Braucol, otherwise known as Fer Servadou, is a peppery grape variety that makes a relatively light-bodied wine in southwestern France. Enter the Plageoles family, who impart their signature structure to the wine in the form of a lightly tannic finish. Truly a joyful, fruit forward wine, pick this bottle of for a taste of what the wonderful Plageoles family are capable of. -msb

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  • red
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  • $18.99

Plageoles 2011 Gaillac le Duras

The vineyards of Gaillac, in the soutwest of France, date back to the first century AD, and contain many local varieties not grown elsewhere, one of which is the Duras. The Plageoles 2011 Duras is an intriguing and delicious wine with distinctive blackberry fruit, quite deep and complex, with earth and peppery spice. Serve a bit cool with a stew or strong cheeses.

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  • red
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  • $24.99

Mayragues 2010 Gaillac Clos des Mages

This is a great pick for those who love lip-smacking, chewy wines. Compared to wines from Bordeaux that often cost even $10 more, this has leaner, more elegant fruit, more focus, and more personality, but the same basic function at the table. The energetic prickle of acidity and ample structure calls out for food, so bring on the hangar steak. 70% Braucol and 30% Cabernet Sauvignon from an 14th-century estate that was restored by Laurence and Alan Geddes, who have used biodynamic practices since 1999. JK

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  • red
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  • $14.99

Colombière 2010 Fronton Réserve

The lovely 2009 Reserve is a blend of 80% Negrette and 20% Cabernet Franc and Cabernet Sauvignon from 30 year-old vines. This is quite round and lush in 2009, but not at all heavy and with good acidity to balance. Blackberry fruit with hints of pepper and licorice on the palate — really a lovely wine that should be served cool and will accompany chicken, light meats, grilled pork, etc. A great value!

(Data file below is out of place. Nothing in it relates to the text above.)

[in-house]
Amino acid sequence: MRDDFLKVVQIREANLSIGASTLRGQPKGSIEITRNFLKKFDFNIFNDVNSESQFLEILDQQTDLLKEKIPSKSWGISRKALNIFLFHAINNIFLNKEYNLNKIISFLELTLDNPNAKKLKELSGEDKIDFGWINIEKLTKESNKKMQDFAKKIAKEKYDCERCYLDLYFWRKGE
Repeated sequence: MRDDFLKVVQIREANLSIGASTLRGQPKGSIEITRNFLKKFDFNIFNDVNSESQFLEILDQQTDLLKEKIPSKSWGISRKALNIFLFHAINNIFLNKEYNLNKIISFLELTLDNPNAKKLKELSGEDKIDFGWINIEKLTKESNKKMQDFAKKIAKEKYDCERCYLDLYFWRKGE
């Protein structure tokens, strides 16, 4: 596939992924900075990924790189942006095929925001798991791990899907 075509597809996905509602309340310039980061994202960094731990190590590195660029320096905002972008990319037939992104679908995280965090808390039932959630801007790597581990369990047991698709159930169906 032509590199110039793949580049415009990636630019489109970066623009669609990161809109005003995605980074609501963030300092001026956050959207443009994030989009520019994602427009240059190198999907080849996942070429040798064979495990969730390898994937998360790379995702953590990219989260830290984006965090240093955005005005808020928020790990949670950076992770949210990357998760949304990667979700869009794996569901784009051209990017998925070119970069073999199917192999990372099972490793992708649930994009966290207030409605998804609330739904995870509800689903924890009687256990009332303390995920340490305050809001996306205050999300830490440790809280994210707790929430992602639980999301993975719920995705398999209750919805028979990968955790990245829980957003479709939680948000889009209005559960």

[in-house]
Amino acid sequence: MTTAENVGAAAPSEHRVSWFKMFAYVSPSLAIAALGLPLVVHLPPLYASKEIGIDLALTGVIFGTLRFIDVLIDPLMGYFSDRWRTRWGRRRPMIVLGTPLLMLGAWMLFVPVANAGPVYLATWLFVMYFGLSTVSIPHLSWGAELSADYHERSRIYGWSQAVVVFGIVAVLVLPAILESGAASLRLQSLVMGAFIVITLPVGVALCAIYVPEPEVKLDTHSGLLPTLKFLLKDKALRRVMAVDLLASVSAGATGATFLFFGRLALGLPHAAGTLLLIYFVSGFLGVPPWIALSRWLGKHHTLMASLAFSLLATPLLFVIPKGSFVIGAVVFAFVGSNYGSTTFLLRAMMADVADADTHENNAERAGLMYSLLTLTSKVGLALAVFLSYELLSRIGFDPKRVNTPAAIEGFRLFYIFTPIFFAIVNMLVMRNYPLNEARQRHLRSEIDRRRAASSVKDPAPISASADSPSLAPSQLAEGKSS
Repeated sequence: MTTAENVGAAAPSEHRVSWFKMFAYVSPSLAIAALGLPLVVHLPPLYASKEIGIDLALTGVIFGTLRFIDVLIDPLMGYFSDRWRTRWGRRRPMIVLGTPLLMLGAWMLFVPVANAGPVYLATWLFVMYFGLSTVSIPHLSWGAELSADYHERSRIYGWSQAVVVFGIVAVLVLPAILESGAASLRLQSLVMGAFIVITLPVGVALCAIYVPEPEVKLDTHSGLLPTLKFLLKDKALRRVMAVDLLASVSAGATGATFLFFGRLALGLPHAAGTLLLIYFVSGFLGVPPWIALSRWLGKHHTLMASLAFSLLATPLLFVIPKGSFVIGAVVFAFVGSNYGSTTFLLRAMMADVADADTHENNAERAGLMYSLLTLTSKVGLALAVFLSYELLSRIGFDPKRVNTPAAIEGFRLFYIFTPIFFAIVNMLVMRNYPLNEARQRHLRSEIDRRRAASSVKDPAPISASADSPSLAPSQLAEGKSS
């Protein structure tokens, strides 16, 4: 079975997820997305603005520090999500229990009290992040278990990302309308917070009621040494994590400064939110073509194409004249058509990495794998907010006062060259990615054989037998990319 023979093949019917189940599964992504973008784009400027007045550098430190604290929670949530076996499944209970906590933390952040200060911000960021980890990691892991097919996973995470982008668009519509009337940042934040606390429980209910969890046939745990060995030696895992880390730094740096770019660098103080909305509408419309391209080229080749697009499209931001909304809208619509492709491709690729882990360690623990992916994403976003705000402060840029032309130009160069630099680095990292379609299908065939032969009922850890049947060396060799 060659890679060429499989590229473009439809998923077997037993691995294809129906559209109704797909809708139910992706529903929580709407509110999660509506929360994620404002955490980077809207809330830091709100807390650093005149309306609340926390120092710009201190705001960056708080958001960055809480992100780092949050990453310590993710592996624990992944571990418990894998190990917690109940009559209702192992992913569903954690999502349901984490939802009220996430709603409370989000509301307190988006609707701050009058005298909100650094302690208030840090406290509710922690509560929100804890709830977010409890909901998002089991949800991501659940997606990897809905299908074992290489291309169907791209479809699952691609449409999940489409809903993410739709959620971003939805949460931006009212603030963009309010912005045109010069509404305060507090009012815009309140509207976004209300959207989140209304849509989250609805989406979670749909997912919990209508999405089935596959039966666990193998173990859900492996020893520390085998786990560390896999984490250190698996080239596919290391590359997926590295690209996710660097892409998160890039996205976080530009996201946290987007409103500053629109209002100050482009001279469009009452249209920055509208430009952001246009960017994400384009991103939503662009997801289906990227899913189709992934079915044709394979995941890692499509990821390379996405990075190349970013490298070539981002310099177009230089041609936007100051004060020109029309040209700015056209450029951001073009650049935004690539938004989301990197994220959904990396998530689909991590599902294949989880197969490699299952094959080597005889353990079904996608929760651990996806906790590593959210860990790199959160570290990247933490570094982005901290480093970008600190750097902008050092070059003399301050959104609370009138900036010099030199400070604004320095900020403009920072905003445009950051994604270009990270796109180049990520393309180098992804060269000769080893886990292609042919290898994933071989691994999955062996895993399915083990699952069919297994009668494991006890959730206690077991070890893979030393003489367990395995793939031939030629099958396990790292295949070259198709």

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  • $11.99

Colombière 2011 Fronton Réserve

A notable value for a riper red that still shows plenty of freshness and cut. Négrette, the heirloom varietal of Fronton and so-called 'black grape,' is complemented here with Syrah (10%) and Cabernet Sauvignon (10%). Heady, complex aromatics with lots of raspberry and spice. JK

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  • $11.99

Colombière 2010 Fronton Bellouguet

Opulent, spicy, unassuming warmth that speaks of late summer days, harvest, and oozing, juicy grapes being crushed underfoot. Generous doses of blueberries and violets accompanied by lively, bright acidity. An unashamedly fruit-driven wine that is nonetheless pure and bracing. 50% Négrette, 40% Cabernet Sauvignon, and 10% Cabernet Franc. JK

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  • red
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  • no discount
  • $12.99

  • Organic

Clos Siguier 2011 Cahors

A juicy, medium-bodied Malbec from southwest France, this is a fantastic option for those seeking to branch out from the Argentine examples of this grape. More plummy dark fruit and more forward than the previous vintage, it's spicy, peppery, and lightly earthy with ripe, warm flavors that make it a perfect choice for your next homemade hamburger with mushrooms, onions, and blue cheese.

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  • $13.99